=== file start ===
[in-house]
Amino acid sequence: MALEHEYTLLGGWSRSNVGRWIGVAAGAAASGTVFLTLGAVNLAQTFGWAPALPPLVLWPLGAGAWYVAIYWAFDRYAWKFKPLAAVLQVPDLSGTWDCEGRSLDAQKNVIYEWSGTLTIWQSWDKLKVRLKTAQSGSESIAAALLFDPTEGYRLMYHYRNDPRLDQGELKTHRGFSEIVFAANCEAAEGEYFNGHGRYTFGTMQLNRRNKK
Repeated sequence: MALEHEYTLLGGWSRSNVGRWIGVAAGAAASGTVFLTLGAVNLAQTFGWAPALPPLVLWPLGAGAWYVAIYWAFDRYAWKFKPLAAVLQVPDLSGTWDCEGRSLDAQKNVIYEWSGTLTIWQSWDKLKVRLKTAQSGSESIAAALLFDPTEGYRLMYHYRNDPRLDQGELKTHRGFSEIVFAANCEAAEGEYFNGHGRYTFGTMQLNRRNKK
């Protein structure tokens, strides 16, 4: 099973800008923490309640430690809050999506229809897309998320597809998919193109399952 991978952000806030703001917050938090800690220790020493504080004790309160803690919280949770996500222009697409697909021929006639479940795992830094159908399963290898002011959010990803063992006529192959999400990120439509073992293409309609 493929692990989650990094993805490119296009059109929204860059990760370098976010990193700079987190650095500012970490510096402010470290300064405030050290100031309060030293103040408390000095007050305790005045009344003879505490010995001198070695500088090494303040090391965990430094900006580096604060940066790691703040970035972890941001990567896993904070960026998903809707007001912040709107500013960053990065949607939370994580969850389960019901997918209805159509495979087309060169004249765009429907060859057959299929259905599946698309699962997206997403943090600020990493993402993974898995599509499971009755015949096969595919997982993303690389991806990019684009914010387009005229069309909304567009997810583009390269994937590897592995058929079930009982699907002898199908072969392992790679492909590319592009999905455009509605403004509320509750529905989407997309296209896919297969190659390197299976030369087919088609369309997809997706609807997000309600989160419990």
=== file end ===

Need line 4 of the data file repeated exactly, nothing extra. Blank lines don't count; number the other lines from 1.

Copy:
């Protein structure tokens, strides 16, 4: 099973800008923490309640430690809050999506229809897309998320597809998919193109399952 991978952000806030703001917050938090800690220790020493504080004790309160803690919280949770996500222009697409697909021929006639479940795992830094159908399963290898002011959010990803063992006529192959999400990120439509073992293409309609 493929692990989650990094993805490119296009059109929204860059990760370098976010990193700079987190650095500012970490510096402010470290300064405030050290100031309060030293103040408390000095007050305790005045009344003879505490010995001198070695500088090494303040090391965990430094900006580096604060940066790691703040970035972890941001990567896993904070960026998903809707007001912040709107500013960053990065949607939370994580969850389960019901997918209805159509495979087309060169004249765009429907060859057959299929259905599946698309699962997206997403943090600020990493993402993974898995599509499971009755015949096969595919997982993303690389991806990019684009914010387009005229069309909304567009997810583009390269994937590897592995058929079930009982699907002898199908072969392992790679492909590319592009999905455009509605403004509320509750529905989407997309296209896919297969190659390197299976030369087919088609369309997809997706609807997000309600989160419990």